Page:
Jeff Elbel is obsessed with music (just like you), which explains his affection for The Big Takeover. As far as he can recall, he has contributed to every issue since #43 with R.E.M. on the cover. His featured articles have included interviews with heroes Peter Garrett of Midnight Oil, “Saint Bob” Geldof of the Boomtown Rats, and Sharon Jones of the Dap-Kings. Jeff works for a NASA consultant group by day, and fills as many of the other waking moments as possible chasing his daughters and performing with groups including his rock and roll band Ping. Jeff also freelances for the Chicago Sun-Times, and is nearly always sleep-deprived.
The UK Singles Volume One puts a twist on what could have otherwise simply been another greatest hits collection.
Fresh reissues allow listeners to appreciate these overlooked Badfinger albums from 1974 for them for the gems they are.
In contrast with his music’s meticulous prog-rock precision, real-world paranoia, isolation, and gothic gloom, Steven Wilson fills the venerable Royal Albert Hall with thrills, abandon, camaraderie and euphoric spirit.
“It’s already been seven years since R.E.M. called it a day,” says BBC producer Mark Cooper. “It’s lonely without them.” This pile of well-preserved pop may not stop everybody from hurting as R.E.M.‘s retirement enters its eighth year, but it can coax smiles to temper the loss.
The Stones’ 1968 release Beggars Banquet is a rarely-disputed classic and the final complete album from the quintet’s original lineup including Brian Jones. The LP’s two sides are led by the group’s sharpest forays into social protest, “Sympathy for the Devil” and “Street Fighting Man.”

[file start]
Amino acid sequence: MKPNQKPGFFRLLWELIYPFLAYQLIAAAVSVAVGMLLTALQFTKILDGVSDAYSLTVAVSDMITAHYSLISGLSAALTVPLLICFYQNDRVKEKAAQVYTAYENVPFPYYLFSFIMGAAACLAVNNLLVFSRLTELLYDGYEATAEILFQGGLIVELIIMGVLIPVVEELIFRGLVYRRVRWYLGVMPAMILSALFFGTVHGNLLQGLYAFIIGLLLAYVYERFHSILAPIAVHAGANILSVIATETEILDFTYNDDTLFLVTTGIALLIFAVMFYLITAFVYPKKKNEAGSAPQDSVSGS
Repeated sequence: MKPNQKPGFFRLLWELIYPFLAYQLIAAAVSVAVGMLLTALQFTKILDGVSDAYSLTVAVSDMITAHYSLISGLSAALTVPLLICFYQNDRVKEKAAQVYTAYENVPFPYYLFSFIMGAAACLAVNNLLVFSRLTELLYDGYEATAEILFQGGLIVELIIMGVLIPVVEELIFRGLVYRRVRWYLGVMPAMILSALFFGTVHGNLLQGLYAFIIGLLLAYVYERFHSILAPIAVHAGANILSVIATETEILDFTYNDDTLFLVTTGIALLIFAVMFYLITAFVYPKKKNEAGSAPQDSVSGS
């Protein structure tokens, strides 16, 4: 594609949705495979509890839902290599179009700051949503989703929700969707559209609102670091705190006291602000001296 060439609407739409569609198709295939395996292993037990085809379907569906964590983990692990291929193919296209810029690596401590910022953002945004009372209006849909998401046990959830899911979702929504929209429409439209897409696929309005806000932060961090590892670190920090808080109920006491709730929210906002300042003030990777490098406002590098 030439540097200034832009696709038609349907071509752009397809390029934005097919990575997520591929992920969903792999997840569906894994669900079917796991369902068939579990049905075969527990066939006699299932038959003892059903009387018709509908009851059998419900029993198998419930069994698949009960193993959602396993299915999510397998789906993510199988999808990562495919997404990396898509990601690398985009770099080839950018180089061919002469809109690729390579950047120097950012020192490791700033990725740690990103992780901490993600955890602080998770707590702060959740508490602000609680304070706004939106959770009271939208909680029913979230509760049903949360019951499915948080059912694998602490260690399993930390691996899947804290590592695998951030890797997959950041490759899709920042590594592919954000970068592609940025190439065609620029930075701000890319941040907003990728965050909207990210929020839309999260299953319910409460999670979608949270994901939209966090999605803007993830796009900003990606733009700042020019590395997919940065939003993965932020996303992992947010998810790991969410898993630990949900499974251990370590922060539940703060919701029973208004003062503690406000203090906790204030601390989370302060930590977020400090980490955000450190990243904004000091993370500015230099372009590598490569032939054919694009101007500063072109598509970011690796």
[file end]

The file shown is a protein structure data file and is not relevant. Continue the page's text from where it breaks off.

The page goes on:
Radiohead fans enamored of Thom Yorke’s experimental excursions into electronic music sold out the ornate and stately Chicago Theatre. The set list was built around Yorke’s solo material, primarily focused upon 2014’s Tomorrow’s Modern Boxes. The singer was clearly in his element while pursuing a musical vision purely his own.
This newly restored Rolling Stones concert film recorded in 1994 includes 10 songs and 5 bonus cuts not included on the original 1995 Voodoo Lounge Live release.
Coverage of Chicago’s Riot Fest includes text and photos of Johnny Marr, Elvis Costello, Gary Numan and more.
Radiohead in 2018 continues its decades-long campaign of confounding expectations and challenging the norms of conventional rock bands. An adventurous crowd in Detroit offered strong support on Sunday. Photos by Andrew Potter.